The story of the day may well be a House vote on the energy bill. A new poll finds that 75% of Americans believe the government should regulate greenhouse gas emissions. But the split is 50-50 on the cap-and-trade idea. Let’s hear both sides:
Cap-and-trade would set limits on pollution and leave it to the market to figure out the best way to meet those limits. In the Houston Chronicle, the president of the Environmental Defense Fund and the CEO of Dow Chemical write a column praising the bill:
Opponents claim that this bill will result in higher energy costs. They are confusing price with cost. Although this legislation will lead to modestly higher energy prices, this, in turn, will lead to greater energy efficiency and new, cleaner energy technologies. This will, in all likelihood, result in lower overall energy costs. A true win, win, win — lower energy costs, greater energy security and fewer carbon emissions!
Investor’s Business Daily takes up the opponents’ argument:
The 1,000-plus-page American Clean Energy and Security Act (H.R. 2454) is being rushed to a vote by House Speaker Nancy Pelosi before anyone can seriously object to this economic suicide pact…
Its centerpiece is a “cap and trade” provision that has been rightfully derided as “cap and tax.” It is in fact a tax on energy everywhere it is consumed on everything it is used to make or provide.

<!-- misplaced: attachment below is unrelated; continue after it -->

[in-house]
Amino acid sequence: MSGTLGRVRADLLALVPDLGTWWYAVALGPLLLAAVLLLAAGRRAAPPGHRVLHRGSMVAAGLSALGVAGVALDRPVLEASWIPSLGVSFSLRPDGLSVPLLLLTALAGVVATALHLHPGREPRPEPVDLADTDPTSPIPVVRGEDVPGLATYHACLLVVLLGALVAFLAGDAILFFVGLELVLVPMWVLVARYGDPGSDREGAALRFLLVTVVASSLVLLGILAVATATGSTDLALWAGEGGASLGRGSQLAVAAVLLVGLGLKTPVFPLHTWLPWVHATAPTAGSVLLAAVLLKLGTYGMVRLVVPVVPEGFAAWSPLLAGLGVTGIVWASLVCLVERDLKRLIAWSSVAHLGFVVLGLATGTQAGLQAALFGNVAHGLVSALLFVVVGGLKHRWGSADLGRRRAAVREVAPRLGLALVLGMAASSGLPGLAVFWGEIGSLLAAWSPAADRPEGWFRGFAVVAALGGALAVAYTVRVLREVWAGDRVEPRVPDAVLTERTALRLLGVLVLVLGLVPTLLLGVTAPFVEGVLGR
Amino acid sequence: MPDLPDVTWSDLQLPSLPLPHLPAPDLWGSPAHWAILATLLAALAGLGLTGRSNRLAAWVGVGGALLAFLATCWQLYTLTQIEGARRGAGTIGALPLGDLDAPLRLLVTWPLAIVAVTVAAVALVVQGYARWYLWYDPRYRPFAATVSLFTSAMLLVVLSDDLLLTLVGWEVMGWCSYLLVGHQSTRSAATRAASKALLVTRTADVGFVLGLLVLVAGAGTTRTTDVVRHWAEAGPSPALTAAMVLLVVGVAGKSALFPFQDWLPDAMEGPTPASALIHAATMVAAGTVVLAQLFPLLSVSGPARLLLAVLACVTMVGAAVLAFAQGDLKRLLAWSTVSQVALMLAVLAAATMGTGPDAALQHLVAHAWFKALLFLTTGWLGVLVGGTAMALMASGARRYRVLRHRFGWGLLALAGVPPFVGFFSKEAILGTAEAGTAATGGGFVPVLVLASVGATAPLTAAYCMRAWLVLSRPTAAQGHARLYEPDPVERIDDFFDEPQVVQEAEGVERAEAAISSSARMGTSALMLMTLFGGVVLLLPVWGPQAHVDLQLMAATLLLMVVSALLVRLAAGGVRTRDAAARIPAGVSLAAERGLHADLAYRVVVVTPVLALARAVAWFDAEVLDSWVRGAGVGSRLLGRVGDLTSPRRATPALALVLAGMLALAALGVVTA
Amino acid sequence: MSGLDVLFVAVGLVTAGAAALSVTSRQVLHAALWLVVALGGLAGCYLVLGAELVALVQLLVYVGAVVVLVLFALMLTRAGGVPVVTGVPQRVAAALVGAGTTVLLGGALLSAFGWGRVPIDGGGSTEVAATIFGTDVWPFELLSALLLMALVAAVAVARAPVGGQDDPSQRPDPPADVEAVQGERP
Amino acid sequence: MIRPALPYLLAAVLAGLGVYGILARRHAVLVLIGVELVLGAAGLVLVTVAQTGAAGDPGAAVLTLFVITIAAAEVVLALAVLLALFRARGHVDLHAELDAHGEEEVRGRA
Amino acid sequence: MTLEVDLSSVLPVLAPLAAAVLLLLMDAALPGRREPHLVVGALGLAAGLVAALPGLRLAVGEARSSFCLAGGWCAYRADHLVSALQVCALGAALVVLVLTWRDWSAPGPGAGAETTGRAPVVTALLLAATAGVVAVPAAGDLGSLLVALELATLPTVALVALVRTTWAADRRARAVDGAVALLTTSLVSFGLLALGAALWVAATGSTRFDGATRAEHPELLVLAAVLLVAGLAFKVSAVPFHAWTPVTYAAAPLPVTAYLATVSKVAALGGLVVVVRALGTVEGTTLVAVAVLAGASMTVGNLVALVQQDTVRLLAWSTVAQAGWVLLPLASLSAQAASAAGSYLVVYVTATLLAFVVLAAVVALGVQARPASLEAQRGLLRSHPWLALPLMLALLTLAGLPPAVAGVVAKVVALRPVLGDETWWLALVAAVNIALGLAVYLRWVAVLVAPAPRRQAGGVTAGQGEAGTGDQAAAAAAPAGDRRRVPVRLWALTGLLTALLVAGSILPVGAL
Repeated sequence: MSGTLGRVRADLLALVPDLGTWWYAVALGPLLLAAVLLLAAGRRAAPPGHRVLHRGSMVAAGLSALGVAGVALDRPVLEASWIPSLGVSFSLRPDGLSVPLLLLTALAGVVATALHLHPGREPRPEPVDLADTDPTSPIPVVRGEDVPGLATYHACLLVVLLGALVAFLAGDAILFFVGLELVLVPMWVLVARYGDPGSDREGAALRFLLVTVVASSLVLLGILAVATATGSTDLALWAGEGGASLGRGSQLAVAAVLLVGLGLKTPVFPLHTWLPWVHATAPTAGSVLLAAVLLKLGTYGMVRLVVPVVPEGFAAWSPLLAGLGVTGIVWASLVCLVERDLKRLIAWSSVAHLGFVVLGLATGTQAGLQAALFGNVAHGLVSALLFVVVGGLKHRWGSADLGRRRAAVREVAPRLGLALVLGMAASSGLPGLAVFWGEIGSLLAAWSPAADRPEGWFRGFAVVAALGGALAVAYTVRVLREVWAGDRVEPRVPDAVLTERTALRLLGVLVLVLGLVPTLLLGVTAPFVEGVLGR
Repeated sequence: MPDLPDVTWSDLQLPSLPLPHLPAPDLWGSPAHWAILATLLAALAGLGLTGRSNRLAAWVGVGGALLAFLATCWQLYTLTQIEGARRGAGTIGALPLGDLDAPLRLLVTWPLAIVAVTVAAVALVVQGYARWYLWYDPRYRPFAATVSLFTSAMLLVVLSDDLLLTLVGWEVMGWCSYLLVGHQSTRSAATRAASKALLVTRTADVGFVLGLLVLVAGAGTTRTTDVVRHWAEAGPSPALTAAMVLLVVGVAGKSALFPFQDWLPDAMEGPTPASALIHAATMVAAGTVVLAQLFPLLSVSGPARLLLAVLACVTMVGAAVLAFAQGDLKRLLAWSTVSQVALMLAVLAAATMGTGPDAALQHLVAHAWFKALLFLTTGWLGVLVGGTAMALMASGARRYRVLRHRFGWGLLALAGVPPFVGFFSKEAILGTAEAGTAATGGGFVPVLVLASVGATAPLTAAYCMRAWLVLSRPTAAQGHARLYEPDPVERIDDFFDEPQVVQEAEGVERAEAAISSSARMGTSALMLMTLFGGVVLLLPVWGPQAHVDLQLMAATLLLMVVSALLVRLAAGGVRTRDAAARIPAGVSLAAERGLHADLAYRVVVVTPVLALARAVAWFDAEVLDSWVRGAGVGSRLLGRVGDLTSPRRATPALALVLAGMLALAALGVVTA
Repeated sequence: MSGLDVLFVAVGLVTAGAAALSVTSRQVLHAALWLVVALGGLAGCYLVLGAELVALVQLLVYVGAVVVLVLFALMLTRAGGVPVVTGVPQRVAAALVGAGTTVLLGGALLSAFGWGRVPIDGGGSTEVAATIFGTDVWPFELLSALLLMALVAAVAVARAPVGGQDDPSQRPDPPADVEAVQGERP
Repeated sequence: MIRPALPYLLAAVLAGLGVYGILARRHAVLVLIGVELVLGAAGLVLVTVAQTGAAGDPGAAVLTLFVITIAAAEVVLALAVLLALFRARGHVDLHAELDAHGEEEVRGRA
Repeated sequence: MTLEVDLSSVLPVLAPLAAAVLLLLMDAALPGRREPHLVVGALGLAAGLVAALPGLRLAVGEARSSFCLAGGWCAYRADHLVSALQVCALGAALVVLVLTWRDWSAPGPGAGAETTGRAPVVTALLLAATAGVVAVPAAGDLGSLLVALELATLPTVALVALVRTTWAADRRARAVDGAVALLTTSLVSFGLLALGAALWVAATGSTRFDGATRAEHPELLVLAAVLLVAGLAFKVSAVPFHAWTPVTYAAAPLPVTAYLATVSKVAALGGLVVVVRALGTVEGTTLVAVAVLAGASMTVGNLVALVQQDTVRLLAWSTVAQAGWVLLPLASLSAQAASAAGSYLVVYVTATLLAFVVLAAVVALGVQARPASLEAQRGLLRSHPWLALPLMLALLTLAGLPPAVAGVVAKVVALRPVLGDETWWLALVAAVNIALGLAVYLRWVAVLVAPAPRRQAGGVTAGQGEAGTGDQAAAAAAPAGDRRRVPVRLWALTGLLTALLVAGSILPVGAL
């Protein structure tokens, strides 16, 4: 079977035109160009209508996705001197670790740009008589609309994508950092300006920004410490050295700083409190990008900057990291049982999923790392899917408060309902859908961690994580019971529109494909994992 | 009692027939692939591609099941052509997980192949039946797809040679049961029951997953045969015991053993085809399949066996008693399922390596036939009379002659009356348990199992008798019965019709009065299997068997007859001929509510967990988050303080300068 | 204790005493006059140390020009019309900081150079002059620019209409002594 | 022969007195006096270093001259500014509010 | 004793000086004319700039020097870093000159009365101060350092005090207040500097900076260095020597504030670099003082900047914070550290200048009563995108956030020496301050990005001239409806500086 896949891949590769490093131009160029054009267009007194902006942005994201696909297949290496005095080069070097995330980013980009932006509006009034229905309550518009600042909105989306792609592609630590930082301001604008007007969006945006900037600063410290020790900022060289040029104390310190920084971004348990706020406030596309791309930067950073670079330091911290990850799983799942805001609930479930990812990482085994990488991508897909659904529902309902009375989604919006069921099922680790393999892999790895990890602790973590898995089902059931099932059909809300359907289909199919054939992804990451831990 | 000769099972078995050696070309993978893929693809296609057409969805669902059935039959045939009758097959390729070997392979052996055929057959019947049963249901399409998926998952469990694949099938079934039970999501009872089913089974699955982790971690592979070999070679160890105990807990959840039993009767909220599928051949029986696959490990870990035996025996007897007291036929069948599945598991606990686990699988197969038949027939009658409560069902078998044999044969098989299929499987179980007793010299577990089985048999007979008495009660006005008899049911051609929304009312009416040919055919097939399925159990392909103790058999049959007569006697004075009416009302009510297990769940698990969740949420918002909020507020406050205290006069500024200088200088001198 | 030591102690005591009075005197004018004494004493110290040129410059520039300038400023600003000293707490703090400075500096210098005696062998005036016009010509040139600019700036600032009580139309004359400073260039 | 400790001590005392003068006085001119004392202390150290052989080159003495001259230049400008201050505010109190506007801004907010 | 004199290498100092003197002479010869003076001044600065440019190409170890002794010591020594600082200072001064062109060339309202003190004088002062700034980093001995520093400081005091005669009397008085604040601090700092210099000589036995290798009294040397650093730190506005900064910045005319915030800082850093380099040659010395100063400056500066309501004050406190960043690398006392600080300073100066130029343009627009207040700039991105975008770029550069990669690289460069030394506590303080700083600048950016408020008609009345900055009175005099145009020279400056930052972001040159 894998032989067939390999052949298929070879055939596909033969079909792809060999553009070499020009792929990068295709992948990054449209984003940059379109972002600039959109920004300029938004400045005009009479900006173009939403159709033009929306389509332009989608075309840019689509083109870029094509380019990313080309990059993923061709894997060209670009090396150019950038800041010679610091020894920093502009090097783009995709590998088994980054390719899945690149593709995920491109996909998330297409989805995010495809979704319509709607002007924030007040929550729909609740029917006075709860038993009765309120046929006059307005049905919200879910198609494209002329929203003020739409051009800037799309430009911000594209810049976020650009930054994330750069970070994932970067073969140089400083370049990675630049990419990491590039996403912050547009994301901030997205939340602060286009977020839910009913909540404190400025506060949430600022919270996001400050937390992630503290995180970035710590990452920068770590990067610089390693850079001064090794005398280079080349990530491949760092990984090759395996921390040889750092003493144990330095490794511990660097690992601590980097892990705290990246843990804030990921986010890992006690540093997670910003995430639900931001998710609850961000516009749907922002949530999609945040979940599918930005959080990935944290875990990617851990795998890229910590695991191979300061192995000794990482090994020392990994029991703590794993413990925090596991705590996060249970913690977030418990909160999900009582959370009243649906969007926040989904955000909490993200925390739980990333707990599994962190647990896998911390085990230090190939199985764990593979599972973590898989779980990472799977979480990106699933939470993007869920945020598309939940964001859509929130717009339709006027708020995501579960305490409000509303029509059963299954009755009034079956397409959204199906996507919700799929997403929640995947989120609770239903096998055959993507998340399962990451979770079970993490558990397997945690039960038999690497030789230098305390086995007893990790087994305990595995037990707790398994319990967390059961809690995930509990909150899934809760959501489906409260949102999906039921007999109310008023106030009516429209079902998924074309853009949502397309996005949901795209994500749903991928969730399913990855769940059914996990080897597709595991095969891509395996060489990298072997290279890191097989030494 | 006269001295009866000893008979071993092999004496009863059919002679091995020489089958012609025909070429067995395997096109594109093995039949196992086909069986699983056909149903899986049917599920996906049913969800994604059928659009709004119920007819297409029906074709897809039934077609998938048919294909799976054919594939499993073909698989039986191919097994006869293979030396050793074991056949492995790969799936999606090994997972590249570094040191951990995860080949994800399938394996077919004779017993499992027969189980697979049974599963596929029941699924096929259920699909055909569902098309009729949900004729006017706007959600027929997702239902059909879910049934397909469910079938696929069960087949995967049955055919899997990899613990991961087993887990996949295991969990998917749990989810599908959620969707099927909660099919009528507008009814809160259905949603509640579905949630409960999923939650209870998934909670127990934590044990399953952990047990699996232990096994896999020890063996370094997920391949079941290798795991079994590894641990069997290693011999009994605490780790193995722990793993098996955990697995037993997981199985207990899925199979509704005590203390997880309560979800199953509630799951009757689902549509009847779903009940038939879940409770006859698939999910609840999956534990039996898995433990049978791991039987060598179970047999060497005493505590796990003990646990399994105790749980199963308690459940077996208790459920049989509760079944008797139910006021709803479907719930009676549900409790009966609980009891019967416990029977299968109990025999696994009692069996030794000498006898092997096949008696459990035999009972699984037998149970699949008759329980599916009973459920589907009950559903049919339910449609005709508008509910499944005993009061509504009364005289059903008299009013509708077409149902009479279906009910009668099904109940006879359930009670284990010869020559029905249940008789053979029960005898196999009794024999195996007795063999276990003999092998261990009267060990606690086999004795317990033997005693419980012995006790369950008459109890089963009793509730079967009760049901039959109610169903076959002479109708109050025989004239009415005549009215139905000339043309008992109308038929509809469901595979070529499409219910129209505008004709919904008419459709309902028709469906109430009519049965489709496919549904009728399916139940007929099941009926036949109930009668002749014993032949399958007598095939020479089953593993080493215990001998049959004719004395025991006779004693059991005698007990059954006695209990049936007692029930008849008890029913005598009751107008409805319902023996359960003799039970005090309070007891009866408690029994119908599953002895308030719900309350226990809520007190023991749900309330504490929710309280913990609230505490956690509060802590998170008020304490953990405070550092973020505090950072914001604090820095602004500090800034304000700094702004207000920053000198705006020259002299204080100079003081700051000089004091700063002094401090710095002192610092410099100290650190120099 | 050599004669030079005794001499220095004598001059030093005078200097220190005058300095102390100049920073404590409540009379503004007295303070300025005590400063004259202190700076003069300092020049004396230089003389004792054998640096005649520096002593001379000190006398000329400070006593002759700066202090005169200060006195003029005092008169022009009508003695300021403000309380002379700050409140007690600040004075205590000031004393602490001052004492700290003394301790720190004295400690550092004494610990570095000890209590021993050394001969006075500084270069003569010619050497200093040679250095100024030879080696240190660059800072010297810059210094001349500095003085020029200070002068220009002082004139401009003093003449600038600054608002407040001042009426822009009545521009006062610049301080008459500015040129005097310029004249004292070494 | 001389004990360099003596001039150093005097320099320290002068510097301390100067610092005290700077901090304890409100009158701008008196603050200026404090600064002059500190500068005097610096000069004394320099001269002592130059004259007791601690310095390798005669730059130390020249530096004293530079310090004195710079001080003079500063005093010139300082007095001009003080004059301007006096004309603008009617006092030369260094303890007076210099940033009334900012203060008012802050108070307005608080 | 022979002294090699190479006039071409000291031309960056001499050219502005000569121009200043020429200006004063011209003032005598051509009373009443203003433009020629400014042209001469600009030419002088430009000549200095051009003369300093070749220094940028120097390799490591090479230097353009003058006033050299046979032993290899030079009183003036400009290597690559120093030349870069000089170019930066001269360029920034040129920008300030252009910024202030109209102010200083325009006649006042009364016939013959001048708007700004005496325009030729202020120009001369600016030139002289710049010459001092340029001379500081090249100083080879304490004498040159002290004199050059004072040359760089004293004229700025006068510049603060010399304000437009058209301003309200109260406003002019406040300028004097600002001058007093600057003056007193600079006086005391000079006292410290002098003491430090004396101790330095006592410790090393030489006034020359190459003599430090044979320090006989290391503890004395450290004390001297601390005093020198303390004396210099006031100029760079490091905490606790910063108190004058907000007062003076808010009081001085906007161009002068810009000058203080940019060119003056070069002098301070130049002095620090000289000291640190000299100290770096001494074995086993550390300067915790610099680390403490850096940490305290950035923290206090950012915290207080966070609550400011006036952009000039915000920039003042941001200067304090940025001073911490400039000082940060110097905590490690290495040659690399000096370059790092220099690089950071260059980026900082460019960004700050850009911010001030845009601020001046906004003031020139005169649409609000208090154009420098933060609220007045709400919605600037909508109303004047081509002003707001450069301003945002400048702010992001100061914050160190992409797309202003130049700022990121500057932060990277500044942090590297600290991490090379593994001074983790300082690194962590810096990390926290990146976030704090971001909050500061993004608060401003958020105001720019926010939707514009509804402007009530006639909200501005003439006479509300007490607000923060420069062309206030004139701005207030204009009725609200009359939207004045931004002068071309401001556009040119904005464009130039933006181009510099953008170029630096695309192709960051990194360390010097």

It is the largest tax increase in American history — a tax on all Americans — even the 95% that President Obama pledged would never see a tax increase.
For more on the bill, I recommend reading or watching the debate on PBS’s Newshour last night. You can get that here.
And this is a must-see. Paddy Hirsch’s latest WhiteBoard Video is about cap-and-trade:
But if you’re feeling helpless about what’s going on in Washington, commentator Robert Reich has some suggestions:
People who voted for Barack Obama tend to fall into one of two camps: Trusters, who believe he’s a good man with the right values and he’s doing everything he can; and cynics, who have become disillusioned with his bailouts of Wall Street, flimsy proposals for taming the Street, willingness to give away 85 percent of cap-and-trade pollution permits, seeming reversals on eavesdropping and torture, and squishiness on a public option for health care.
In my view, both positions are wrong. A new president — even one as talented and well-motivated as Obama — can’t get a thing done in Washington unless the public is actively behind him. As FDR said in the reelection campaign of 1936 when a lady insisted that if she were to vote for him he must commit to a long list of objectives, “Maam, I want to do those things, but you must make me.”
Also today, President Obama meets with German Chancellor Angela Merkel. Merkel, of course, has been beating the inflation drum of late. She’s very critical of the US government’s spending. NPR had a story this morning about the origins of Merkel’s fears:
Josef Joffe, editor of the German newspaper Die Zeit, says concern about inflation is in the German DNA. He worries there’s just too much money in the economy.
“[U.S. Treasury Secretary] Tim Geithner and [Fed Chairman Ben] Bernanke and the president and [National Economic Council Director] Larry Summers think they can soak it up again when the time comes,” Joffe says. “But meanwhile, they are pumping unprecedented liquidity into the American global system. And I just can only say, ‘Good luck, Mr. President, in soaking up that excess liquidity.’ And I think that’s what Mrs. Merkel reacted to. If the Germans believe in one god, it’s the independence of the central bank.”
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